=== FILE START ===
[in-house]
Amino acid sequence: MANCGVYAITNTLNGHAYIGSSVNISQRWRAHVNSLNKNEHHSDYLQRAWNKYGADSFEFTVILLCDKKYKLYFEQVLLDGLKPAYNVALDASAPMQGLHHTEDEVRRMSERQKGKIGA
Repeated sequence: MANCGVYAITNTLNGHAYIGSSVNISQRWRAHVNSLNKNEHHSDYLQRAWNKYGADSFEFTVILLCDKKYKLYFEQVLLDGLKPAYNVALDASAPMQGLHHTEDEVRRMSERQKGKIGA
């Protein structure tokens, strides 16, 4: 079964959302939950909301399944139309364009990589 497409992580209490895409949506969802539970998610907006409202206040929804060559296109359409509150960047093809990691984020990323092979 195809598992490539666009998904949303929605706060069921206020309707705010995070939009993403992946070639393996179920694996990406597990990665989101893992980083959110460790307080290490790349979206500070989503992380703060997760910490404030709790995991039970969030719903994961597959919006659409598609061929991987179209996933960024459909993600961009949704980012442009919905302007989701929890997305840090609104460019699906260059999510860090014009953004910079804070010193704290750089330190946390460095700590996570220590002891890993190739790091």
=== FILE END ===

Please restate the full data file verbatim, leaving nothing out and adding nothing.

[in-house]
Amino acid sequence: MANCGVYAITNTLNGHAYIGSSVNISQRWRAHVNSLNKNEHHSDYLQRAWNKYGADSFEFTVILLCDKKYKLYFEQVLLDGLKPAYNVALDASAPMQGLHHTEDEVRRMSERQKGKIGA
Repeated sequence: MANCGVYAITNTLNGHAYIGSSVNISQRWRAHVNSLNKNEHHSDYLQRAWNKYGADSFEFTVILLCDKKYKLYFEQVLLDGLKPAYNVALDASAPMQGLHHTEDEVRRMSERQKGKIGA
């Protein structure tokens, strides 16, 4: 079964959302939950909301399944139309364009990589 497409992580209490895409949506969802539970998610907006409202206040929804060559296109359409509150960047093809990691984020990323092979 195809598992490539666009998904949303929605706060069921206020309707705010995070939009993403992946070639393996179920694996990406597990990665989101893992980083959110460790307080290490790349979206500070989503992380703060997760910490404030709790995991039970969030719903994961597959919006659409598609061929991987179209996933960024459909993600961009949704980012442009919905302007989701929890997305840090609104460019699906260059999510860090014009953004910079804070010193704290750089330190946390460095700590996570220590002891890993190739790091």